But those of us who have regular contact with the internet no longer get our news in the old-school manner. Instead we use our RSS subscriptions, lists on twitter, messages via Facebook and other social media platforms and news websites to get our daily feed of news.

And we graze. A lot.

We take a mouthful of twitter-gossip, a bite of bloggetry, and chew on the wares of our favourite news sites. From this we get our fill of news.

Don’t get me wrong, there’s still a very important role for broadcast news and newspapers. But they’re rarely the first place you get to hear about something.

A growing number of people create content as well as consume it – blogs and tweets are some of the most obvious mechanisms for so doing, but there are others.

Ordinary people, for want of a less pejorative way of putting it, are now right in the centre of the flow of news and information, and are no longer reliant upon the traditional methods of staying informed. This is a trend (dare I even say phenomenon) that can be witnessed elsewhere.

How often does seeing one advertisement inspire you to go out and buy the product concerned?

Not often I imagine.

Would you buy something because a brand you like (or even “like”) is on Facebook? Again, probably not just off the back of that one thing, I expect.

Tweets, likes, reviews on blogs as well as in magazines (and their online variants), personal recommendations and so on, all go toward helping us make what we feel are informed choices about the goods and services we buy, and the ones we avoid. A lot of that information doesn’t come from what might be considered traditional sources, but is user-generated in the main.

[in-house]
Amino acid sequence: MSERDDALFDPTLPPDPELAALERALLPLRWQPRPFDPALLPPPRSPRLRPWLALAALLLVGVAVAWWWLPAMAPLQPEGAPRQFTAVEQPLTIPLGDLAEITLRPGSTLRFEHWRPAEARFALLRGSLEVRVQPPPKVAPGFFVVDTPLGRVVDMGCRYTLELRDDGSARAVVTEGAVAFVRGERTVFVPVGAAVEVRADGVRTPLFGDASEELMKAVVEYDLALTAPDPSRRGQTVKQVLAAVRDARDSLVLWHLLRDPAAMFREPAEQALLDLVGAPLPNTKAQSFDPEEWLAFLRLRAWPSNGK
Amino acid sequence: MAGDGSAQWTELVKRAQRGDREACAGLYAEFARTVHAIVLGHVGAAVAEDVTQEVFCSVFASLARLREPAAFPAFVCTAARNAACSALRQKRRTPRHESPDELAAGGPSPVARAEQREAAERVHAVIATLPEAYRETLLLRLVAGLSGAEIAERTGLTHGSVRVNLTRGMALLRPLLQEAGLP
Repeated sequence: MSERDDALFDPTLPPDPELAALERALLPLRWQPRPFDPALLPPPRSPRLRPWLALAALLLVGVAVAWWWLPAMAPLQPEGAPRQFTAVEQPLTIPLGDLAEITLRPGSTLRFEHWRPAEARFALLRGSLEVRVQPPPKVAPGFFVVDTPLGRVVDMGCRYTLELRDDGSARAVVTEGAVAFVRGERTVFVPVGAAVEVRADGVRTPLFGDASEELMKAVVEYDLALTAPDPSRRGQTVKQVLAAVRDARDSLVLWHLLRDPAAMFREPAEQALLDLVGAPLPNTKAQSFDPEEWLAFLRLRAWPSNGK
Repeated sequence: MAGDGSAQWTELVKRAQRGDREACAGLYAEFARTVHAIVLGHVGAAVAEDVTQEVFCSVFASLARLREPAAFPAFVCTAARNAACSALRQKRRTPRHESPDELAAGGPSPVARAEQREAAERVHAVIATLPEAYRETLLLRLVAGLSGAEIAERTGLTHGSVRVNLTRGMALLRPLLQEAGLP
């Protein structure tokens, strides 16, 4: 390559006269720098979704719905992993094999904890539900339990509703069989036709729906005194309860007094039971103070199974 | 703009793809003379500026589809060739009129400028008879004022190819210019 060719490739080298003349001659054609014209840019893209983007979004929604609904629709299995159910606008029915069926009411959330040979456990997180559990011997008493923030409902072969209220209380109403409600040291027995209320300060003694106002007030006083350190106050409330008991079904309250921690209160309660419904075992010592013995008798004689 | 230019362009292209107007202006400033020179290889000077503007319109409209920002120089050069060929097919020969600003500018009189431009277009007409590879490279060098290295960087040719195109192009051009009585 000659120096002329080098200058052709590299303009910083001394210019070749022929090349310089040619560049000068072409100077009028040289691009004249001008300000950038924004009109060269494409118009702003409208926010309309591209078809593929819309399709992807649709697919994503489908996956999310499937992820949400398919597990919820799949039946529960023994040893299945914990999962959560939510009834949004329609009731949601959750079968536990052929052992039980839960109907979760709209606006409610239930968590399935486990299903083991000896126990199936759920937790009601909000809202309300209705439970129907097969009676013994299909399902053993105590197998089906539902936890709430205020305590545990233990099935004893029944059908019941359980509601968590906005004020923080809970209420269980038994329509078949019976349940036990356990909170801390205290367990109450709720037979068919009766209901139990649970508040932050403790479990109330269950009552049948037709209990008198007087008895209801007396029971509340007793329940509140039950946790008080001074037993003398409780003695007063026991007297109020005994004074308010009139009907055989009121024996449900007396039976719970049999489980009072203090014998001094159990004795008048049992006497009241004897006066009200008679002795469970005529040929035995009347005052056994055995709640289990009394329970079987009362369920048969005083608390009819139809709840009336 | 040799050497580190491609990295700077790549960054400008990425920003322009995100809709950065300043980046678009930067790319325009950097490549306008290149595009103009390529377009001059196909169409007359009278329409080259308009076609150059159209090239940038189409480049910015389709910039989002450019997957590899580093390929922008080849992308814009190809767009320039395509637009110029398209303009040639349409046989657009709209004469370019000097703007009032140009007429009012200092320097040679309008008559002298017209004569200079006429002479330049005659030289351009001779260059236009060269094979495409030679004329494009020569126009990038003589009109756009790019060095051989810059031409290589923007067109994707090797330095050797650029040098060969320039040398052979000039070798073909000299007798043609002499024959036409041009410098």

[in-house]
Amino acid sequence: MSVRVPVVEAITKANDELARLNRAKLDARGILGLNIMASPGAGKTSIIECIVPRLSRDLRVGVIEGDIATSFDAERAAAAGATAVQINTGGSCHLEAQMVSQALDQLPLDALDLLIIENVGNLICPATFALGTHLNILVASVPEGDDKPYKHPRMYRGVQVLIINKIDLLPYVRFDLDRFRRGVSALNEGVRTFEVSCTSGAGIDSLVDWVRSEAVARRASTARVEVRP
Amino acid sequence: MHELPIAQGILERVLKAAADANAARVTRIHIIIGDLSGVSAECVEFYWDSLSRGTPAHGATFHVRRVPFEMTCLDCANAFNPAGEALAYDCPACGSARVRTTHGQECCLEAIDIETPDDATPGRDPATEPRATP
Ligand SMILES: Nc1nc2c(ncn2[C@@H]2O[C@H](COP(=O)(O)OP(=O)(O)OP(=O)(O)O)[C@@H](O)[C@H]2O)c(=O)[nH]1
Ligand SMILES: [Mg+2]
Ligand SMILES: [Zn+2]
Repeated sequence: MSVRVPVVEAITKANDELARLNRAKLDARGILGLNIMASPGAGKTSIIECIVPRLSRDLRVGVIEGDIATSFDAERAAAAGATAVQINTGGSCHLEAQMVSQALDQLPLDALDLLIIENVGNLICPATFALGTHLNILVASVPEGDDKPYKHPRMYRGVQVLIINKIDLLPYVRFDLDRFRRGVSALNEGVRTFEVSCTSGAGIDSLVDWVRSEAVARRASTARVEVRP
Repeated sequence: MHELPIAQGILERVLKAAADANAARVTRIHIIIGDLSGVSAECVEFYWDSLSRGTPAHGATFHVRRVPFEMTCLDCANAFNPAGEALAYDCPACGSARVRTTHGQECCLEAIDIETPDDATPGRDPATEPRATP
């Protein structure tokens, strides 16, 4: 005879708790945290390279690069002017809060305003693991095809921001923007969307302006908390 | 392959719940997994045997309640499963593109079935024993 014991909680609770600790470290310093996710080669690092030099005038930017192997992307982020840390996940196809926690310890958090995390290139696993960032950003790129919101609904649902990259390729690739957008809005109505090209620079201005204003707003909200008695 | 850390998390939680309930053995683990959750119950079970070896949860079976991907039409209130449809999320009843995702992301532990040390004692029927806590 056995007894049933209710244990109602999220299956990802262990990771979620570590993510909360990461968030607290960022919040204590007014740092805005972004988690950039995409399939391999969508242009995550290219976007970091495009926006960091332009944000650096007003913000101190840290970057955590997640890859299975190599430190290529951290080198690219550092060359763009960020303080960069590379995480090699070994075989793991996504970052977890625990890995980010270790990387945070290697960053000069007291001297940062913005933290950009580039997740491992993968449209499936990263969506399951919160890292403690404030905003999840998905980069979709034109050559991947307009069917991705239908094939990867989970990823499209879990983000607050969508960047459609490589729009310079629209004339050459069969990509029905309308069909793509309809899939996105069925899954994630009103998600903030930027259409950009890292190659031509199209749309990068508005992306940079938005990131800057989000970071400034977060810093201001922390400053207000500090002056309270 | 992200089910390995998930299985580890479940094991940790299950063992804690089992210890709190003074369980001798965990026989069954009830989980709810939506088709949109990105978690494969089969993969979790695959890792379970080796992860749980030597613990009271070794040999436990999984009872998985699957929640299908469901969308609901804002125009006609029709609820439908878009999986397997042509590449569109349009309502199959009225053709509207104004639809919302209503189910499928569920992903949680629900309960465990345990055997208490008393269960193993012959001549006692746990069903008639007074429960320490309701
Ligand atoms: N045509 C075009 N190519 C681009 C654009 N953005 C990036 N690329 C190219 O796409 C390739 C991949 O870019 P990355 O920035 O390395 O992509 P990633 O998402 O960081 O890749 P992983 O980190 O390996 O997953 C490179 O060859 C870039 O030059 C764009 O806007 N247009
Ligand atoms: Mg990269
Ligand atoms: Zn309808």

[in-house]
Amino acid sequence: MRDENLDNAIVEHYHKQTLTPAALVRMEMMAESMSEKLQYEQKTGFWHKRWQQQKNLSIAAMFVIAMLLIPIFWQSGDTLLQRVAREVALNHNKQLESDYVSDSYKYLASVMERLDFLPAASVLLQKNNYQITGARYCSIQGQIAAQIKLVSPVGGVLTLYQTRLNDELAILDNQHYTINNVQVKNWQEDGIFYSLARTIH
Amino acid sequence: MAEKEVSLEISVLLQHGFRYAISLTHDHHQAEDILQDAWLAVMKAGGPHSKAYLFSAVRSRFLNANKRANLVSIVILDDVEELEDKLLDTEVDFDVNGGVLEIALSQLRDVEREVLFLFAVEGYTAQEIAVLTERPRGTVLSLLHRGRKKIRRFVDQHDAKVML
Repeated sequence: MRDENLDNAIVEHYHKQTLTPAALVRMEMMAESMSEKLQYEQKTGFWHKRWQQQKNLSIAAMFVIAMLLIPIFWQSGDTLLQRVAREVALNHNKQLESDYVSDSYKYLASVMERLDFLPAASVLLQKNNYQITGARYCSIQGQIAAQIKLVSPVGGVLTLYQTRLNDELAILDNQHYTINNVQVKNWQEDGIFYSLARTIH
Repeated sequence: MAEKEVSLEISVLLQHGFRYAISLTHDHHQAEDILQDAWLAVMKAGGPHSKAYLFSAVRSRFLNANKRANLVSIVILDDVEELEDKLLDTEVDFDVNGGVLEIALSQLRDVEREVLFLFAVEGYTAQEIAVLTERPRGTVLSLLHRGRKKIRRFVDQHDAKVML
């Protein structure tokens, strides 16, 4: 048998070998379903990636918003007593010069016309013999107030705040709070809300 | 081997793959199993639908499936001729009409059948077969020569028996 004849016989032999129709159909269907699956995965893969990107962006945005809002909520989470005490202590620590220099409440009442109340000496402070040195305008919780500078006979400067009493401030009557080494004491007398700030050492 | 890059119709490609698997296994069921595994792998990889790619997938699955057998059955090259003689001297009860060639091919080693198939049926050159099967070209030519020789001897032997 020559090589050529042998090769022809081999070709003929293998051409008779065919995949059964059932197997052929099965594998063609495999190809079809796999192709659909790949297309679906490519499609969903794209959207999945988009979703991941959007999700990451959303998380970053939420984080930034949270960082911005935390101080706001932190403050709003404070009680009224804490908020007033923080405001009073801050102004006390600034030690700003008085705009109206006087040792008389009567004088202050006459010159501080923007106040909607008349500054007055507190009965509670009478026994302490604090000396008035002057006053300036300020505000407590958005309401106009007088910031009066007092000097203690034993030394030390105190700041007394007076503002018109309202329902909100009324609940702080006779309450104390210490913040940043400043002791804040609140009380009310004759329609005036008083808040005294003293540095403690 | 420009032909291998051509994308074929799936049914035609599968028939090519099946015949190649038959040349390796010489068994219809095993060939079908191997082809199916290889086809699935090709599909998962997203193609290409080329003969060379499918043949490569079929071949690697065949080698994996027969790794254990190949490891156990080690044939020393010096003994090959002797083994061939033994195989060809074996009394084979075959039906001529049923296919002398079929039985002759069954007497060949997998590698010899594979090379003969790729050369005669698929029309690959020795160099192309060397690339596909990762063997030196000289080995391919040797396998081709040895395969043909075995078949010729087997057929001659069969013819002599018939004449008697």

Mobile phone companies are experiencing something similar. Do you feel much allegiance to your network provider? Despite statistics I’ve seen from research done by one of my clients (which indicates that two-thirds of us have been on the same network for at least three years) the likes of O2 and Vodafone can only dream of enjoying the kind of brand-kudos many of the handset makers revel in – Apple, BlackBerry, SonyEricsson for example.

It doesn’t stop there. The growing use of data-based services on smartphones, some of which will let you make VoIP calls (via 3G or wi-fi) effectively bypassing the carrier’s voice network completely, is another headache. People don’t get excited about the network they’re on – unless it stops working. The network has been usurped in people’s hearts by the app makers and handset manufacturers.

The common thread in all of this is that the old order is no more.

If your job involves managing customer relationships, or sales, or marketing, you ignore this at your peril.

If customers don’t see any perceived value in dealing with you they will simply ignore you and direct their attention to those people and organisations they feel an affinity for.

The challenge then is how to be valued in what is an undeniably information-rich world where there is no shortage of voices clamouring to be listened to.

You need to be present wherever your customers may be – and in every format they will be coming into contact with. You need to present a human face and treat people with the same respect that you would like to be treated with yourself.

Ultimately you want to be trusted and believable.

And it’s not rocket science, which makes it all the more noticeable when brands get it wrong.

The revolution will not be televised

The revolution will not be televised. That’s what Gil Scott-Heron told us in 1970. And if that’s news to you, if that’s a piece of music you are not familiar with, then take a few minutes to click on this link and listen.